The kisses might have been a clue

Mike Psenicska can take a joke.

The Perry Hall driving instructor thought the kisses he received on each cheek from his male student were an unusual way to say hello. He told the student that American women don't appreciate being stalked as they drive.


When the guy, still behind the wheel, pulled out a pint of booze, Psenicska began to suspect that the cameras weren't really rolling for a documentary. And by the time the lesson was over, the 62-year-old Baltimore County man knew he'd been had.

He is, it turns out, one of the comedic foils in the new movie Borat: Cultural Learnings of America for Make Benefit Glorious Nation of Kazakhstan.


A former Loch Raven High School math teacher who has spent decades teaching teenagers the rules of the road, Psenicska is an unwitting co-star in the film, where he is suitably taken aback by comic Sacha Baron Cohen's clueless-foreigner-in-America shtick.

The movie, spun from Cohen's HBO series, Da Ali G Show, is based on a simple premise: A television reporter from a backwater village in a Eurasian republic is sent across the sea to the "U. S. and A" in search of insights.

Cultures clash.

Hilarity ensues.

Oh, and it's done more or less off the cuff, with no warnings or explanations given, in hopes of milking genuinely astonished - or disgusted - reactions.

For Psenicska, the gag began in May 2005, when he was called by someone claiming to be producing a documentary on foreigners learning to drive.

"How they picked me I'll never know," he says.

As owner of the Perry Hall Driving School, Psenicska was very interested in the venture. "I have a lot of students who are immigrants," says Psenicska. "I was kind of excited."


He agreed to meet the documentary film crew on a Monday in Columbia because the crew was coming from Washington.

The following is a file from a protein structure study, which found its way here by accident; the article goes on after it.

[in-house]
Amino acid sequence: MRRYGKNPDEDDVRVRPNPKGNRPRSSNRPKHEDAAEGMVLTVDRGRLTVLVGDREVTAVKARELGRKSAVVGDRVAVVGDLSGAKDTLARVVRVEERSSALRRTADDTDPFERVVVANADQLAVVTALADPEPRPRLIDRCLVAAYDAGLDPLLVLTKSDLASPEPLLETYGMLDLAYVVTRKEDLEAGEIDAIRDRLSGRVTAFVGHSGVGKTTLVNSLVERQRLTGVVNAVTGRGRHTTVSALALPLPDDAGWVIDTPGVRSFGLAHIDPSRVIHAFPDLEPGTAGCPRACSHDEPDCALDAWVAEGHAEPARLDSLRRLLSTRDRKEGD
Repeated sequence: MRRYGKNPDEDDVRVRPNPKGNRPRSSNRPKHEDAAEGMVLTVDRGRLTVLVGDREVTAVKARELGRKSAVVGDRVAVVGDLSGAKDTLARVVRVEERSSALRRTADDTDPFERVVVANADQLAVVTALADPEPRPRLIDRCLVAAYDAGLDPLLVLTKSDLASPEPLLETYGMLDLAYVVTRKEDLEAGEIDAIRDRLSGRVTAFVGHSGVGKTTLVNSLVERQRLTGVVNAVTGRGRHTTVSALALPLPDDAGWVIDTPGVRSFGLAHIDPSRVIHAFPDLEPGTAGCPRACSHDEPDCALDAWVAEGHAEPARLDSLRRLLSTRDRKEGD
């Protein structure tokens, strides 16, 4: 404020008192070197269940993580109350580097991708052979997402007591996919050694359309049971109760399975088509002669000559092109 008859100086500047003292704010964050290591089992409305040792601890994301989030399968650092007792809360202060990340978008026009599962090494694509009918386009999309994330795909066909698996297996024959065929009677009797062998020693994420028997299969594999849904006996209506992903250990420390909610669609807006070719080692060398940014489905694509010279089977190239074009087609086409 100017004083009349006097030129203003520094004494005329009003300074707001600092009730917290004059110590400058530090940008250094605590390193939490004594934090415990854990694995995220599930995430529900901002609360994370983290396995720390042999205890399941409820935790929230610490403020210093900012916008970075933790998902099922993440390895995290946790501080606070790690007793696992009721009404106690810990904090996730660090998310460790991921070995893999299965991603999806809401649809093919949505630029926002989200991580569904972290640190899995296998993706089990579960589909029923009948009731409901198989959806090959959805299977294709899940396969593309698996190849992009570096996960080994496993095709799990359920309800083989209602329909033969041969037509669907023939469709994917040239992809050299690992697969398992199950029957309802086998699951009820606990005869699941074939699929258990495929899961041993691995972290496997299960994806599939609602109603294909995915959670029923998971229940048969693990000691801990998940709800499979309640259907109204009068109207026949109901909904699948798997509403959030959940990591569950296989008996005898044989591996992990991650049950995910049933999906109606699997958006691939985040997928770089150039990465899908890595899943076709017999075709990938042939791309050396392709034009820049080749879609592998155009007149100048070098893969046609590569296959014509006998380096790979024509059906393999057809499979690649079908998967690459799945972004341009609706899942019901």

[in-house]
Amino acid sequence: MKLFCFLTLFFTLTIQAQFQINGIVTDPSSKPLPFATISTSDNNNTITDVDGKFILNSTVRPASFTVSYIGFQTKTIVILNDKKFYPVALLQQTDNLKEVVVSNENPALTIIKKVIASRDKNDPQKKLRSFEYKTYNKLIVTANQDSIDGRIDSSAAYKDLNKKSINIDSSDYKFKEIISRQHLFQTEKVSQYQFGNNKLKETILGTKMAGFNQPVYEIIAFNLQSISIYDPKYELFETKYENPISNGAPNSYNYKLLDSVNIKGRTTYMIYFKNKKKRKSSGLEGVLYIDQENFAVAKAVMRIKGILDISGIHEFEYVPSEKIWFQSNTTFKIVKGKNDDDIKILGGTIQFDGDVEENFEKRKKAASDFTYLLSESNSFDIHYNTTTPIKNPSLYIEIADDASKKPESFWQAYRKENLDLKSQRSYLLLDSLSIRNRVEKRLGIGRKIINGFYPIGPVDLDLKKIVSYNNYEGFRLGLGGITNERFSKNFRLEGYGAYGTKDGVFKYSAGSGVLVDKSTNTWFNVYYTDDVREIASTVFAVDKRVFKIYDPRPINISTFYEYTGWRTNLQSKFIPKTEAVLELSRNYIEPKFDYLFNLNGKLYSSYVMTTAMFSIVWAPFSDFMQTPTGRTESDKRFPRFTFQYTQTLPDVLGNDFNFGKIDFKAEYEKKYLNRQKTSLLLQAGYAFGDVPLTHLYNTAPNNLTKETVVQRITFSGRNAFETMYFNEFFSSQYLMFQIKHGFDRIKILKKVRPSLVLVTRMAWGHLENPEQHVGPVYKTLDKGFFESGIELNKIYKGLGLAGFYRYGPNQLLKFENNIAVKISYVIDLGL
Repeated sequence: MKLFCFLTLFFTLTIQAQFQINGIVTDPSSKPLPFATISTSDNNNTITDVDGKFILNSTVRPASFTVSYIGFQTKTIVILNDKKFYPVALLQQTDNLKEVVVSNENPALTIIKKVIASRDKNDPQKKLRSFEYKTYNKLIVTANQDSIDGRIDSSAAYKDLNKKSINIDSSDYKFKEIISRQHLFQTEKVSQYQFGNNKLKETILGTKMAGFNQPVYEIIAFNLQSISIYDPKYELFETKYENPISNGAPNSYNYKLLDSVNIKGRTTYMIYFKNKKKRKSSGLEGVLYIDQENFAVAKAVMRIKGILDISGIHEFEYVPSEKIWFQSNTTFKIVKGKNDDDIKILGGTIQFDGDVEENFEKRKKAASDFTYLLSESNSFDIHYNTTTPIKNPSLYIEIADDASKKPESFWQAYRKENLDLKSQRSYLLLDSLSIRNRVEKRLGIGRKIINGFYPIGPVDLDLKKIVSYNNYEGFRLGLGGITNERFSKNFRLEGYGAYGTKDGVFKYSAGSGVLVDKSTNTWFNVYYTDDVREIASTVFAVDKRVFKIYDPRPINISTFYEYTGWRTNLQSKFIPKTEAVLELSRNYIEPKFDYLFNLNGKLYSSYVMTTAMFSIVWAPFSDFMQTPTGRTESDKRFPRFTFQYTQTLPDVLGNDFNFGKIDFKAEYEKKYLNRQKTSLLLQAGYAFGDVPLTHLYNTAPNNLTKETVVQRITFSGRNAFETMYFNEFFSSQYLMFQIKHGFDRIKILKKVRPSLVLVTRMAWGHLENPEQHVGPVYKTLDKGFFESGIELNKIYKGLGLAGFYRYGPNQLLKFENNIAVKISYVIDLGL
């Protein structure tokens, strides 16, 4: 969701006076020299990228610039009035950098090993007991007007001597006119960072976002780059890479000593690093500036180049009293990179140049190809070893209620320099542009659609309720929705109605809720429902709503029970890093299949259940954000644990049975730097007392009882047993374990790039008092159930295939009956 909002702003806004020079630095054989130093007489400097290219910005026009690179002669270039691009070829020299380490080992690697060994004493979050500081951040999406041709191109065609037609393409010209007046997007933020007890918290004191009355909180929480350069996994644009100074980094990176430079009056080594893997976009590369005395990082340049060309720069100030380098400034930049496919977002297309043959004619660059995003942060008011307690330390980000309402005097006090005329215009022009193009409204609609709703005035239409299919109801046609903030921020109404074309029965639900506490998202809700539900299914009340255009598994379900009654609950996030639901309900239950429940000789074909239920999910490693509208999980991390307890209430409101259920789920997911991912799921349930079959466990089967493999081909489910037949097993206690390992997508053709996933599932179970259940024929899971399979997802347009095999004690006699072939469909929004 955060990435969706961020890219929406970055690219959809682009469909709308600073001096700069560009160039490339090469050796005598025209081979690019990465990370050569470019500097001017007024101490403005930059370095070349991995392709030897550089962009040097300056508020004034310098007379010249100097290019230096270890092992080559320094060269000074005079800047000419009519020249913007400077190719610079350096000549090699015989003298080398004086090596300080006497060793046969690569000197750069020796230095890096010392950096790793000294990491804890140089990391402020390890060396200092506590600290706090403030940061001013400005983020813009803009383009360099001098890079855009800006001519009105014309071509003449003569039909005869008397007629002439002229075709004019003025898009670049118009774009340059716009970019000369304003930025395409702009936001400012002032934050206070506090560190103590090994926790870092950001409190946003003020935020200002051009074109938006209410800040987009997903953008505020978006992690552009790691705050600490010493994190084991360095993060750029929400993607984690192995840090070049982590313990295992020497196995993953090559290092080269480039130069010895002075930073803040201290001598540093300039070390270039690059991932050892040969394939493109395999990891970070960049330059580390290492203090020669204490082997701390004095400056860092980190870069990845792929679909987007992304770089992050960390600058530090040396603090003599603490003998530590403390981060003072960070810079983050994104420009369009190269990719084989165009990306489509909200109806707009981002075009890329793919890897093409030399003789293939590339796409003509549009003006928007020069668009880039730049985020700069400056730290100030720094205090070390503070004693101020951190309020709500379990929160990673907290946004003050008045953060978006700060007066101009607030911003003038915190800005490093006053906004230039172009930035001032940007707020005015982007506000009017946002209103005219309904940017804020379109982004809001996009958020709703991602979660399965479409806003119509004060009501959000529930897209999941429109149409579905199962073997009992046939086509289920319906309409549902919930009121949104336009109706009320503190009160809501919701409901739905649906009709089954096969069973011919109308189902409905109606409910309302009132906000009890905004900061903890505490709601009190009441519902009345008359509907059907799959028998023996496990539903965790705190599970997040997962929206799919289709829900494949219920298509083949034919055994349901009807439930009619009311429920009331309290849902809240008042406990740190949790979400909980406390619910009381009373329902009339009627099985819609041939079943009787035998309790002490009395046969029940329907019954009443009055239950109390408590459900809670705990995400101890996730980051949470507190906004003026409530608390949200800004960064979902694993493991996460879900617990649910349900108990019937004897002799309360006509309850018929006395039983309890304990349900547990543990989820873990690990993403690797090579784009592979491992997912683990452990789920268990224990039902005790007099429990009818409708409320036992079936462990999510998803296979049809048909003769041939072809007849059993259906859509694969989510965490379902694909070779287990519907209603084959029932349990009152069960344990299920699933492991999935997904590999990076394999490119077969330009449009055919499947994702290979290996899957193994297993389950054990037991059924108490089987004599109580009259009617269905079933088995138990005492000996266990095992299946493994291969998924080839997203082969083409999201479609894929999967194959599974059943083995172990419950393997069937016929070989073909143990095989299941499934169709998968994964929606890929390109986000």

He signed a release. Pointing out that he has master's degree in mathematics and was a high school teacher for 29 years, Psenicska admits he didn't really read it.

"I should've," he says now.

The antics began immediately.

Psenicska welcomes his student to "our country," and when the handshake comes with a kiss, says, "Well, I'm not used to that, but that's fine."

The student seems to not know how to use a seat belt.


"I thought maybe they didn't have seat belts in his country," Psenicska recalled yesterday. "He had it around his neck, between his knees."

When the student uncaps a bottle of what looks to be vodka and offers Psenicska a swig, the teacher grabs the wheel and says, "You can't drink that while you're driving. It's against the law."

When Borat asks whether he can follow a woman in a car "and maybe make a sexy time with her," Psenicska explains the concept of "consent."

"That's good, huh?" Psenicska says.

"Is not good for me," Borat replies.

Through it all, Psenicska keeps his dignity on-screen, and he doesn't rise to Borat's bait to bash his fellow Americans.


"I'm not the kind to insult anyone," he says.

Initially, Psenicska says, he wasn't interested in being paid for his role: "I was doing it because I thought it was going to help people."

But by the time the session was over, Psenicska says he jumped from the car when the producer waved $500 cash in front of him.

When he got home that night, Psenicska described the day to his wife. "She said, 'It sounds like an old Jerry Lewis movie.'"

To his son-in-law, though, it sounded more like Da Ali G Show. When Psenicska checked out the HBO series, he says, he instantly recognized the British comedian as his driving student.

More recently, one of his sons informed him that he was in a trailer to the Borat movie, which opened yesterday.


Others featured in the film, including a Gaithersburg car salesman, found out about their roles in similar ways.

At Criswell Automotive, a Chevrolet dealership in Montgomery County, salesman Jim Sell has been interviewed by several national entertainment reporters, operations manager Tony Bartolomeo said yesterday.

Sell wasn't working yesterday, but Bartolomeo said that Sell "is just not sure what he said" in the film. So, Bartolomeo said, his colleagues planned to see the movie last night.

Psenicska's family saw the movie during a recent press screening.

"It was hilarious," says Angela Psenicska, one of his daughters-in-law. "He's been a good sport about it."

But, with some of the material better suited for adults, Psenicska says he's disappointed that his 14 grandchildren won't be able to see his movie debut.


Having been a driving instructor for 32 years, he also couldn't help but voice his concern that the comedian, with his antics, put the safety of other drivers and passengers at risk. "I'm not happy about that to this day," he says.

In the end, however, he declares the film "very funny," adding: "Laughter is good for the world."

To see a clip of the driving instructor scene, go to

Sun movie critic Michael Sragow contributed to this article.